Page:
Why are so many young people glued to their smartphones? Does gaming have a negative impact on adolescent development? Are the effects of sex in the media necessarily all bad? Many parents wonder whether they should protect children against their own media consumption habits, and if so, how to go about it.
In her new book Schermgaande jeugd, to appear on Wednesday, 19 November, UvA University Professor of Media, Youth and Society Patti Valkenburg discusses the latest developments in terms of media consumption and appeal and the resulting effects on children. She also offers some practical tools for parents seeking to offer their children a proactive media education.
Valkenburg demonstrates that most children benefit from the latest generation of screen-based media: their cognitive and social skills develop, and friendships and self-confidence are stimulated. However, a small group experiences less positive effects. These children tend to experience concentration problems and engage in high-risk online behaviour. They are bullied, or become addicted to gaming or social media. They can also become aggressive and belligerent as a result of violent games.
Five per cent of all young people are addicted to gaming. ‘Gaming tends to be confused with pathological gaming in the social debate,’ Valkenburg points out. ‘It's important to make a clear distinction between the two, as gaming has very different social effects on game addicts and normal users. In general, gaming is linked to lower rates of loneliness, whereas pathological gamers often tend to be lonely and become more isolated as their addiction grows.’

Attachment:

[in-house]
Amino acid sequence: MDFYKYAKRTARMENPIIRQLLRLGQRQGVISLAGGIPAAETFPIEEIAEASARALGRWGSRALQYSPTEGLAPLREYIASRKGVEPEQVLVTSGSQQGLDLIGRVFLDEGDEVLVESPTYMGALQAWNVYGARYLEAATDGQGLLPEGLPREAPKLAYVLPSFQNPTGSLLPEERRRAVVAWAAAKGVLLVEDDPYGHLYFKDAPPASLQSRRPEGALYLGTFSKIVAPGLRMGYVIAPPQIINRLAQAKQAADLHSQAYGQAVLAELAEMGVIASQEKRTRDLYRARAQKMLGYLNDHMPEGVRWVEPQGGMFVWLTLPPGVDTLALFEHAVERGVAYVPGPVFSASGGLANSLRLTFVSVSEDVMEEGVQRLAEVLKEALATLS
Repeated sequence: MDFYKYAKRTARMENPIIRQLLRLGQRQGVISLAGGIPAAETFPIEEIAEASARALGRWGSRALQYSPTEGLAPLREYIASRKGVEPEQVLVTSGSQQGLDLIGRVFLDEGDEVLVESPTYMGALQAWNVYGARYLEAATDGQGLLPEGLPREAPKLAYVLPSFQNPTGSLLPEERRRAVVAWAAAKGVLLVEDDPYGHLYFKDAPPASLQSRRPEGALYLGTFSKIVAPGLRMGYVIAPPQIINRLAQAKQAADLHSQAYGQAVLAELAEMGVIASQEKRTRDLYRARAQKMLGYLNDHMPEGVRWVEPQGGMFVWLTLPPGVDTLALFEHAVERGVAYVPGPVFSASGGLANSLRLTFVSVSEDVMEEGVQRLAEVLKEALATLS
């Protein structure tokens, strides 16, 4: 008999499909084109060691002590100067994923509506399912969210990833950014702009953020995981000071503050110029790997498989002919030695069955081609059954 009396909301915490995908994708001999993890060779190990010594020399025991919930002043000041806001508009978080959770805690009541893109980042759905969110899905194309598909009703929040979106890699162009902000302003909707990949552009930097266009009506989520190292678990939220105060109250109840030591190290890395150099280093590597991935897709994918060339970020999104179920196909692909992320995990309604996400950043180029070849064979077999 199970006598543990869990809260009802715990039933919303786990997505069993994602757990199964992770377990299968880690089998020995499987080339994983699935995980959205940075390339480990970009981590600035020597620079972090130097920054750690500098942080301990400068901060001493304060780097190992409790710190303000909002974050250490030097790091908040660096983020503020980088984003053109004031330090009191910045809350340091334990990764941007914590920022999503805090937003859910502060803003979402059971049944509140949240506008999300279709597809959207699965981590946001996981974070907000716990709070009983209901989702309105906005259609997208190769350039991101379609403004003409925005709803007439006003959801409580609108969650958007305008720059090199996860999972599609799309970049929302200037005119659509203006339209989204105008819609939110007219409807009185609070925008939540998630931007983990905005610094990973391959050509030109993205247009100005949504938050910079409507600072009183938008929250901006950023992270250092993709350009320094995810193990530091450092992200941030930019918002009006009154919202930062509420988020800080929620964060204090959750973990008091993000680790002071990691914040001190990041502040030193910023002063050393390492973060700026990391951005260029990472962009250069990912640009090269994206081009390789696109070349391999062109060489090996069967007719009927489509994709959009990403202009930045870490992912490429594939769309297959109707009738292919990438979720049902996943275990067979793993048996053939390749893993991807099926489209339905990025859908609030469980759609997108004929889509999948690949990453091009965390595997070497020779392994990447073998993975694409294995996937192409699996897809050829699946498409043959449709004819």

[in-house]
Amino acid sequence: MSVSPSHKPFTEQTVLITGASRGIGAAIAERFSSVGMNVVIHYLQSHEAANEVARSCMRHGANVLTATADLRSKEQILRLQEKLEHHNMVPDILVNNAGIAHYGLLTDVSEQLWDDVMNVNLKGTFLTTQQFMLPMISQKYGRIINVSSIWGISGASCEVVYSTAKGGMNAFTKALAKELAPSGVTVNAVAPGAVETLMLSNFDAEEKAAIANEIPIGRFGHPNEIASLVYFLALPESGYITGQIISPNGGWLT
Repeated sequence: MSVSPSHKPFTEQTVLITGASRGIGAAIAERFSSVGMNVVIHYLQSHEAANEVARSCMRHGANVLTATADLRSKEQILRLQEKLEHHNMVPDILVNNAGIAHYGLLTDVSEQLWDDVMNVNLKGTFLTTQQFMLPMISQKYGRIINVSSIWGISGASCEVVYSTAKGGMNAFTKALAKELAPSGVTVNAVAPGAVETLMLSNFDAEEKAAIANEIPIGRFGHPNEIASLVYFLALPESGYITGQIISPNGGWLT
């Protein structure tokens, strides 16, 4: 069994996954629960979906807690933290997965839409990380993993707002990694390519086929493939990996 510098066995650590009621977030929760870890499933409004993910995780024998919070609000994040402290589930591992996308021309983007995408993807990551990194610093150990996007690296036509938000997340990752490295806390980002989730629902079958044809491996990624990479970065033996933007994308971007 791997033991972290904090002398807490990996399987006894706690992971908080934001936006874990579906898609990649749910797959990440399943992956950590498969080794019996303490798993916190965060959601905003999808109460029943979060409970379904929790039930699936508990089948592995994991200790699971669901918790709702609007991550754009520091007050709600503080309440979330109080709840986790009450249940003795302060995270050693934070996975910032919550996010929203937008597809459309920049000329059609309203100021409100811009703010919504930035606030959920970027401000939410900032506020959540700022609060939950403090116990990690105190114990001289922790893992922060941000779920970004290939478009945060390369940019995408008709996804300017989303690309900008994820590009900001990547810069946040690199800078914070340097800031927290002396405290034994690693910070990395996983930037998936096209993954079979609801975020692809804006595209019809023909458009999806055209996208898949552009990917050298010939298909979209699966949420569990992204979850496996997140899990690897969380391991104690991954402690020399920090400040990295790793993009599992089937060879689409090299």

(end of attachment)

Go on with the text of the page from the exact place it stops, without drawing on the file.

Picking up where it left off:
Teenagers generally do not take well to any interference in their media consumption patterns. They view this aspect of their lives – like friends and clothing – as part of their personal domain. As a result, many parents have difficulty regulating their teenage children's screen behaviour. Valkenburg's book culminates in a series of recommendations, based on scientific research. ‘It takes self-control to withstand the appeal of smartphones, games and apps. If you want to help your child in this process, it's best to opt for a style of upbringing that stimulates their sense of autonomy.’
This will require clear agreements on behaviour that reflect the child's development level. It's also crucial to enforce these agreements consistently. ‘For example: no devices at the table during dinner and no phones after a specific time in the evening. Preferably, you should make such agreements before the child purchases the smartphone, game or app,’ Valkenburg stresses. She also emphasises the importance of preventing children from forming habits. ‘During the childhood years, media consumption – like many other forms of behaviour – can quickly become a habit. Once these patterns have formed, they can be very difficult to break. Parents seeking to give their teenagers a proactive media education should make sure they don't become accustomed to the idea of being accessible at all times.’
Patti Valkenburg: Schermgaande Jeugd. Over Jeugd en Media (Prometheus, November 2014). Paperback, ISBN 978 90 351 4268 8, €22.95.